Chris Hoyt, CXR 35:05
Well, just until somebody gets, you know, punched in the stomach, I just don’t I don’t see it getting any real, the traction that it deserves,

Gerry Crispin, CXR 35:12
I hear you. I agree.

Johnny Campbell, Social Talent 35:15
I see it like in in Europe, right hiring I hire in Europe, and we pay the same salary, regardless of where you are. And we’ve got folks who’ve moved out of Ireland, we hire in different countries using ers, but we pay the net same amount. So obviously, there’s different tax, you know, the taxation differences in an employer in somewhere like Spain, and Portugal is about 30% Different to artists. So, you know, we got to take that out of the the total amount. So, you know, the person in those countries gets paid by 30% of that less into their hands before they pay their personal tax, because the company has to assume that so those kinds of equalization, things have to happen, right? It’s like, you know, and people forget that stuff is that kind of nitty gritty, and then there’s benefits. You know, if you’re in the Nordics, you have to pay more vacation time or leave, you have to build that into the cost base. So these things, you know, comp, and Ben’s folks have never been in such demand to make sure this all works. But the principle you speak out, Gerry is so right. It’s like this is what we pay for someone to deliver this work. And that’s it. Now, if you’re in a very distant country, and we want you to get with your team, once a quarter, we’re going to build in the flight costs. And again, these things get added up and someone locally wouldn’t have to pay those costs. But like someone in should learn so little, and someone in the Bay Area shouldn’t learn so much. And that is just the reality of the world. But you know, you want to live and pay crazy rents. You know, I saw a tweet. During the week. It was a staff engineer from Mehta who’d been laid off, and was complaining that he couldn’t afford his rent. He bought a home for $1.5 million dollars, and this is mortgage was $8,300 a month. And it’s like,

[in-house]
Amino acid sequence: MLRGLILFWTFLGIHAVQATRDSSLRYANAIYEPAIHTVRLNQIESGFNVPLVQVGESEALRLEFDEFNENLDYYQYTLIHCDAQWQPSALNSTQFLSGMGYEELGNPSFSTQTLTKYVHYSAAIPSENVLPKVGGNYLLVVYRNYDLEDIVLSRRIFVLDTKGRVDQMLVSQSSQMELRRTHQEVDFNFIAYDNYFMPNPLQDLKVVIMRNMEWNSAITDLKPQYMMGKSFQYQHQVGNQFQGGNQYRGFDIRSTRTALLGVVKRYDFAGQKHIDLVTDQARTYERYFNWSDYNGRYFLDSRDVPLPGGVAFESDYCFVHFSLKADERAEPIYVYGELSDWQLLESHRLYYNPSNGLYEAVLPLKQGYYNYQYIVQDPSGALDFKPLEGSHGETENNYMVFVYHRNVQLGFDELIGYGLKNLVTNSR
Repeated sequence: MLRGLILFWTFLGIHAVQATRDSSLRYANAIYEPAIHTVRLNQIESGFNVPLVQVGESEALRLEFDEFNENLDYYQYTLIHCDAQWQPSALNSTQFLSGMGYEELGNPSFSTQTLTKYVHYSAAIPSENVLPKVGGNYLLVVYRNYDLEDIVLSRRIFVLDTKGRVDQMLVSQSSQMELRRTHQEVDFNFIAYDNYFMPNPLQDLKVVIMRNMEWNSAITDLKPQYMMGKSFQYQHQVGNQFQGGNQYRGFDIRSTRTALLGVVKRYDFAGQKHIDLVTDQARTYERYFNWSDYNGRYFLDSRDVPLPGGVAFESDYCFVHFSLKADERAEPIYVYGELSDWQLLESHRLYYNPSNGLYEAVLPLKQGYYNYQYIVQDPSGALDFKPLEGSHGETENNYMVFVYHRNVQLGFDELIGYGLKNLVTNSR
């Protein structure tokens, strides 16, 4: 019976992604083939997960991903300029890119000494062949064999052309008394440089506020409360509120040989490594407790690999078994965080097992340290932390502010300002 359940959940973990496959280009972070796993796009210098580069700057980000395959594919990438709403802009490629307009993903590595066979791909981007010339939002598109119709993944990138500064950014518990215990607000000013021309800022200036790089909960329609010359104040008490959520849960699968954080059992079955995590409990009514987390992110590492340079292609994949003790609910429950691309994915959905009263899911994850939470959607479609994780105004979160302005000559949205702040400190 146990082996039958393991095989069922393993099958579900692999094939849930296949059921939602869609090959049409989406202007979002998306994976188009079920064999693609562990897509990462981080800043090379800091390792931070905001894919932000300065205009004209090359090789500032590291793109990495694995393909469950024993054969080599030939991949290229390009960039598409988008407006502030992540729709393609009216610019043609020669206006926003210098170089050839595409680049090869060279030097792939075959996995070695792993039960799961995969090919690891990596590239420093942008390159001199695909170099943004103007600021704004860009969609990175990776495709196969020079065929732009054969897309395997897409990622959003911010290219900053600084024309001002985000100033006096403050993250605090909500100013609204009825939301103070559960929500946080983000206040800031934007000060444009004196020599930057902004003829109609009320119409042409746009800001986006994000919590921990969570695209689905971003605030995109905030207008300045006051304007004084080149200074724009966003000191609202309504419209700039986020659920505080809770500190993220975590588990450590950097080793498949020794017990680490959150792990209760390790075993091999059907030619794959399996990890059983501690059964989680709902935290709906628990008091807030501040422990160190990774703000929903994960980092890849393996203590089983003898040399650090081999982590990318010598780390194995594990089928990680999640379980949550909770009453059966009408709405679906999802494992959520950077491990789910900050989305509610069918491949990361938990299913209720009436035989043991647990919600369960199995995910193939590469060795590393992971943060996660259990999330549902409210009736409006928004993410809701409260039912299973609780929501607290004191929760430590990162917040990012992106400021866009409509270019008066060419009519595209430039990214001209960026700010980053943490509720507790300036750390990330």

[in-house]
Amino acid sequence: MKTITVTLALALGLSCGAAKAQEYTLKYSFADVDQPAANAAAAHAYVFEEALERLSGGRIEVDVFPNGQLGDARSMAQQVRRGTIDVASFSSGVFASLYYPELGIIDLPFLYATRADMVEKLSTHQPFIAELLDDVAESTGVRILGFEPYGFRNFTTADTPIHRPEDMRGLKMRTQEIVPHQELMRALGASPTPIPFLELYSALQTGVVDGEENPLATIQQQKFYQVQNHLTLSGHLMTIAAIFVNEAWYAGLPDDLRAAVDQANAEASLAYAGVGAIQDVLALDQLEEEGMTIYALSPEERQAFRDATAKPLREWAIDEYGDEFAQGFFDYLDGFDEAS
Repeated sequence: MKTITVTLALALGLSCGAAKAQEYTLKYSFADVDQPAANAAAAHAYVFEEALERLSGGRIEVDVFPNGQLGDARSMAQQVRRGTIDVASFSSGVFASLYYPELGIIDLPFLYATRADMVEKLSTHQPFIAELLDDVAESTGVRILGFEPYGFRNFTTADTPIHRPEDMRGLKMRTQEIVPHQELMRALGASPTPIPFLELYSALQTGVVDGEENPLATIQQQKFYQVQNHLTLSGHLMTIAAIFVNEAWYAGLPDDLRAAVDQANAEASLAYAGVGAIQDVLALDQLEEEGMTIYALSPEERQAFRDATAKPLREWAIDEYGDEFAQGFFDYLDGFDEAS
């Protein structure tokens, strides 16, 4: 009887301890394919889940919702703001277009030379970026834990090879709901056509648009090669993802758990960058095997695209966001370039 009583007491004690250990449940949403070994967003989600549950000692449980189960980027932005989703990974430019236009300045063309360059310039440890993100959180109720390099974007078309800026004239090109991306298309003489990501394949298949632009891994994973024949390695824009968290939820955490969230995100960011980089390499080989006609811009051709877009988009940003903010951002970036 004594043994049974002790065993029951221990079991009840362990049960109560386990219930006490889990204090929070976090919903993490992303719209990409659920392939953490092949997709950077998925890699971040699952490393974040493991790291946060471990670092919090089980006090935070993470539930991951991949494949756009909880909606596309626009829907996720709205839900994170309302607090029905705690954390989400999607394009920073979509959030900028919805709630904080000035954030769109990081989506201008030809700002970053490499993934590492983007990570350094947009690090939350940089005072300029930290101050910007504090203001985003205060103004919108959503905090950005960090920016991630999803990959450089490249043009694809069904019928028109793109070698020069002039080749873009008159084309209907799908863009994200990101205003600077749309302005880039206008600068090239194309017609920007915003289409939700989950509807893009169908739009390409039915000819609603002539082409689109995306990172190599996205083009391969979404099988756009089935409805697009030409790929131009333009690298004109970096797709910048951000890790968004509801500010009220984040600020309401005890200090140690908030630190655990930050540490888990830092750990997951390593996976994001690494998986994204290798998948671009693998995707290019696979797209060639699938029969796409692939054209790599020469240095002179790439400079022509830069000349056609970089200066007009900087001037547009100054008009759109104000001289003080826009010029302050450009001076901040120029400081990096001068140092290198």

Chris Hoyt, CXR 36:53
Is it like a zero down,

Johnny Campbell, Social Talent 36:59
Oh, no sympathy, but then folks are kind of chiming in on where he lives in in. In Seattle, that might be a two bed, it might not even be a three bed because the property is so expensive. So like, you know, he would have bought, I assume, you know, bought that house and got that mortgage, naively, perhaps to Junior in Israel. But he would have thought staff engineers don’t get laid off. Right. And companies like Mehta, you’re all good. And, hey, that’s yet to live near the office. So therefore, that’s what it costs, you know, but you could leave get somewhere for a couple 100 bucks. I was in Lisbon last week, right? And you get a gorgeous two bedroom apartment overlooking the water in Lisbon for about 1000 bucks 1200 bucks a month. You know, put you’re gonna earn, you know, you’re gonna get the national average wage is 700 euros a month. So, you know, yeah, I think it’s going to, hopefully help equality. I’m one of many measures to try and get us there Gerry,

Gerry Crispin, CXR 37:53
I think it’s fascinating.

Chris Hoyt, CXR 37:54